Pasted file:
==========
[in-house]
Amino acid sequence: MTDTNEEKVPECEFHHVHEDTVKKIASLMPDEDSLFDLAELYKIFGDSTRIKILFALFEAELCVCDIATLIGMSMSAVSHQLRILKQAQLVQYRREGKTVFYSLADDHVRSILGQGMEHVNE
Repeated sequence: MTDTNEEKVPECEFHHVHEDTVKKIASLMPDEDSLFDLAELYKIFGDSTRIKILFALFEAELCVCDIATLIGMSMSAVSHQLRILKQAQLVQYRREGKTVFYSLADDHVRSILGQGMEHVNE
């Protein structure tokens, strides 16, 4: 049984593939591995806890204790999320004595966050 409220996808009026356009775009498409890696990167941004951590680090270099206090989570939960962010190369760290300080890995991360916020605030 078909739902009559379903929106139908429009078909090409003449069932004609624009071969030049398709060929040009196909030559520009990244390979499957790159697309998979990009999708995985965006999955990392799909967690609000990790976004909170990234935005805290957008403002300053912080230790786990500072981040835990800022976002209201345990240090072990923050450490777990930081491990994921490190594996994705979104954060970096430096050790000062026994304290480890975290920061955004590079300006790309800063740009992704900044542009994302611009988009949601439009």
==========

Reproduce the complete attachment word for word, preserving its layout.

[in-house]
Amino acid sequence: MTDTNEEKVPECEFHHVHEDTVKKIASLMPDEDSLFDLAELYKIFGDSTRIKILFALFEAELCVCDIATLIGMSMSAVSHQLRILKQAQLVQYRREGKTVFYSLADDHVRSILGQGMEHVNE
Repeated sequence: MTDTNEEKVPECEFHHVHEDTVKKIASLMPDEDSLFDLAELYKIFGDSTRIKILFALFEAELCVCDIATLIGMSMSAVSHQLRILKQAQLVQYRREGKTVFYSLADDHVRSILGQGMEHVNE
């Protein structure tokens, strides 16, 4: 049984593939591995806890204790999320004595966050 409220996808009026356009775009498409890696990167941004951590680090270099206090989570939960962010190369760290300080890995991360916020605030 078909739902009559379903929106139908429009078909090409003449069932004609624009071969030049398709060929040009196909030559520009990244390979499957790159697309998979990009999708995985965006999955990392799909967690609000990790976004909170990234935005805290957008403002300053912080230790786990500072981040835990800022976002209201345990240090072990923050450490777990930081491990994921490190594996994705979104954060970096430096050790000062026994304290480890975290920061955004590079300006790309800063740009992704900044542009994302611009988009949601439009």